Monday, July 14, 2014

Unexpected Performance Increments in Elite Wrestlers in Response to Well-Timed Arginine Supplementation: 5.8% Increased Time to Exhaustion, No Recution in O2 Cost!

Science is still wrestling with evidence in favor vs. against l-arginine
Actually the study at hand is not really exciting, the researchers from the Near East University Medical School in Cyprus recruited nine male national and international level wrestlers put them on more or less standardized diets, forbid them to work out and or use caffeine, stimulants or other ergogenic supplements and fed them 1.5g arginine per 10kg body weight (that's 12grams for someone with a body weight of 80kg).

Aside from the dosage, which would be on the higher side compared to the average arginine trial, there were no significant differences to study protocols you know.
Lear more about L-arginine at the SuppVersity!

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The subjects reported to the laboratory fasted in the AM, they have followed identical diets before both the active and the placebo trial and they had to perform one of those arduous pedal until you drop exercise tests on a cycle ergometer...

There was one difference, however. The subjects were not allowed to start working out immediately after they'd washed down the arginine / placebo supplement. Instead, they had to wait for sixty minutes for the arginine peak in plasma (Gannon. 2002).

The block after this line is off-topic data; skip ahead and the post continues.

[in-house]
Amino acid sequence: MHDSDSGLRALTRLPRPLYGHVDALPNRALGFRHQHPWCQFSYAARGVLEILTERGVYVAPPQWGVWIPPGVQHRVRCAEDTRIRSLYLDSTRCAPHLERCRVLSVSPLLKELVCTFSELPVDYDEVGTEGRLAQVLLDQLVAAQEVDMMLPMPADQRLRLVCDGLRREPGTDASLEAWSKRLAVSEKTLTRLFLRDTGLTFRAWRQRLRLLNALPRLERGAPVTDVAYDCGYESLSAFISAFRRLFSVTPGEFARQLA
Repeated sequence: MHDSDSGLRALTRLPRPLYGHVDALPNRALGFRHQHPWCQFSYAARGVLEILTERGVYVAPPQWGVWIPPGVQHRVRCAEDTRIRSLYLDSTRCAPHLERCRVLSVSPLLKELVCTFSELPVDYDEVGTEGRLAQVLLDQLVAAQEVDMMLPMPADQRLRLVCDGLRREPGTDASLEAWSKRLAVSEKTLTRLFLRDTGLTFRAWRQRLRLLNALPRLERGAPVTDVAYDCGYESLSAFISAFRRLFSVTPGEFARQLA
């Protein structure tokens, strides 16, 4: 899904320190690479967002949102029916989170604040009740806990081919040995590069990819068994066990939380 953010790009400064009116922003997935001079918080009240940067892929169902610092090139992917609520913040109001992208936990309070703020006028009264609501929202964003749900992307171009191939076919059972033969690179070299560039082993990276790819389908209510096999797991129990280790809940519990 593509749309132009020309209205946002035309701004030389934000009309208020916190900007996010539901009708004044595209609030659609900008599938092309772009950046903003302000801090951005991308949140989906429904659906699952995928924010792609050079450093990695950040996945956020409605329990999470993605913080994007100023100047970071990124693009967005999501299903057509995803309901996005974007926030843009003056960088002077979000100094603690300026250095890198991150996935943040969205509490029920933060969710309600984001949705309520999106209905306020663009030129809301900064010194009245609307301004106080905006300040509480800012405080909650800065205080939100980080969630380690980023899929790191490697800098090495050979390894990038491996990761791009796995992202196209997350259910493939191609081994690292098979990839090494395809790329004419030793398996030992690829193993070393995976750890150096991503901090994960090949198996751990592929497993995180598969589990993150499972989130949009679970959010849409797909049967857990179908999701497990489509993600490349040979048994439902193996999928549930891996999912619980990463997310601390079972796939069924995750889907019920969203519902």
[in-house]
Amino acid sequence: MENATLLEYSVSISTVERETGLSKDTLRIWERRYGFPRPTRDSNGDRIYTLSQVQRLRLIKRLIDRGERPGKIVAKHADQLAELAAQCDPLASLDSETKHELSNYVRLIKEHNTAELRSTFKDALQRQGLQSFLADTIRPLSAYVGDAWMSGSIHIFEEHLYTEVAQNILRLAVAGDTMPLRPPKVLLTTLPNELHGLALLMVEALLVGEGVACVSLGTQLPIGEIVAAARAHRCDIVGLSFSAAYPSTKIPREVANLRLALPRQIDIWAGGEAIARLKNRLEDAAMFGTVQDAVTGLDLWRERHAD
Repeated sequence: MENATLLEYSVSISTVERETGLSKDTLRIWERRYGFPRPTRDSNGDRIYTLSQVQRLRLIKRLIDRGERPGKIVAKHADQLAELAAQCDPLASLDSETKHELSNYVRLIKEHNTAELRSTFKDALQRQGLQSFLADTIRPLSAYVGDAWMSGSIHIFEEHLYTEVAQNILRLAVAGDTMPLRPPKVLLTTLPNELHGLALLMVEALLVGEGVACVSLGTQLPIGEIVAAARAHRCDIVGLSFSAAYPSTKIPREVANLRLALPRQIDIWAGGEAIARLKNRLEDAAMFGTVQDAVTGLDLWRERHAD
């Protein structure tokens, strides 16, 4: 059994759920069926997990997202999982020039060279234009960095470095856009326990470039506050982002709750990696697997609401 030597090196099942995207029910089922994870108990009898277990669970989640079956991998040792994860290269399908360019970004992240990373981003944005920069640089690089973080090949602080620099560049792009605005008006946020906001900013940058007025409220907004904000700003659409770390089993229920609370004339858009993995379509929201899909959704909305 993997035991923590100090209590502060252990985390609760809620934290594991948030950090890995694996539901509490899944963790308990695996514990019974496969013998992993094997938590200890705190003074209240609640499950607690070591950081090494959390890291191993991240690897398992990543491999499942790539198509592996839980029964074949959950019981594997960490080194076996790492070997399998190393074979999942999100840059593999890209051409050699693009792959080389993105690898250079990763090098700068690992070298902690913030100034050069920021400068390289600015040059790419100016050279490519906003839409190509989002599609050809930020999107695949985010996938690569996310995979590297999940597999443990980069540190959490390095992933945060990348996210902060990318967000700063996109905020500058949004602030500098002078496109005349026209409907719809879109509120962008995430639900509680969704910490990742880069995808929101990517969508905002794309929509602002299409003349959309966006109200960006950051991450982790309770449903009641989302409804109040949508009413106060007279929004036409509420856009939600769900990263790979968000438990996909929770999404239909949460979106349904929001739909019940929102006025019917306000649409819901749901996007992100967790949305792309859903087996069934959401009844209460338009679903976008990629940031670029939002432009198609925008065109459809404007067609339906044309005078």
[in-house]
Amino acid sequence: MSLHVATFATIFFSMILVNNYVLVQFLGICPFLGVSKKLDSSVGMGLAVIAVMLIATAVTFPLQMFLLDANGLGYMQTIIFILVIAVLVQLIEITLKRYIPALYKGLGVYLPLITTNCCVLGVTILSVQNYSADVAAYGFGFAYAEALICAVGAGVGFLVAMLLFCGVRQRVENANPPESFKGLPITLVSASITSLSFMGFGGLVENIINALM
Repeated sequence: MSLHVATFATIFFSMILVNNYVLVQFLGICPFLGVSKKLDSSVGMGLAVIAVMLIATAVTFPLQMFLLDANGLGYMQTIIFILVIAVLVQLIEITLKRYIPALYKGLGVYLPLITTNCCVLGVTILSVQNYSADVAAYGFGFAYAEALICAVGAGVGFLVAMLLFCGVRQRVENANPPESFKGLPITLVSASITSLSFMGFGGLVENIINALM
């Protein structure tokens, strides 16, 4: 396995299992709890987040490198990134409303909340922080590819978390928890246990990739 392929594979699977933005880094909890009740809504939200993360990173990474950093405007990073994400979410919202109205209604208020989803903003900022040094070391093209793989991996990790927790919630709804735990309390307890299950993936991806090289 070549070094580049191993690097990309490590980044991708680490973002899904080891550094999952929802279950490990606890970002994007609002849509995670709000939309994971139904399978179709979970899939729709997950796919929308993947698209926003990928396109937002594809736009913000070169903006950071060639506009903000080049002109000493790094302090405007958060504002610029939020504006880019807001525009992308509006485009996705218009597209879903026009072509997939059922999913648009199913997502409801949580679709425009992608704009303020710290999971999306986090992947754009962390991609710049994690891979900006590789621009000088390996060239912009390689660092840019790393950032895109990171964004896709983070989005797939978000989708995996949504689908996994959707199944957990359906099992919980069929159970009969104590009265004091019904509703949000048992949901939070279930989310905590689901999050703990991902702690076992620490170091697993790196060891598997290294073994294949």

Figure 1: Time to exhaustion and lactate levels increased, the VO2 costs of which you could expect that they decreased and would thus allow for the increased time to exhaustion, on the other hand, didn't change (Yavuz. 2014)
And voila! As you can see in Figure 1, Yavuz, Turnagol and Demirel observed a significant performance increase in the arginine trial.

In that, it is quite astonishing that these improvements occurred in the absence of changes in VO2 consumption. A reduction in O2 cost, as it was reported by Bailey et al. (2009) would after all be the most obvious explanation of the ergogenic effects of arginine.
Suggested Read: Arginine a BAT Building WAT Killer & Repartitioning Agent? Plus: The Arginine Enriched Biscuits Diet ;-) | read more
Bottom line: Previous results of studies with arginine supplementation on performance are rather inconsistent and it is difficult to say whether these differences can be explained by the length of the supplementation period, the combination of arginine with different components, different doses of arginine, different exercise protocols, different fitness levels of subjects (endurance trained athletes, physically active healthy men, or combat sports athletes as in the study at hand). Even the hitherto overlooked exact timing of supplementation and workout could make all the difference - so in case you still have a truckload of arginine lying around at home, remember to take it on an empty stomach and 60 minutes before your workouts.
  • Bailey, Stephen J., et al. "Dietary nitrate supplementation reduces the O2 cost of low-intensity exercise and enhances tolerance to high-intensity exercise in humans." Journal of Applied Physiology 107.4 (2009): 1144-1155.
  • Gannon, Mary C., Jennifer A. Nuttall, and Frank Q. Nuttall. "Oral arginine does not stimulate an increase in insulin concentration but delays glucose disposal." The American journal of clinical nutrition 76.5 (2002): 1016-1022.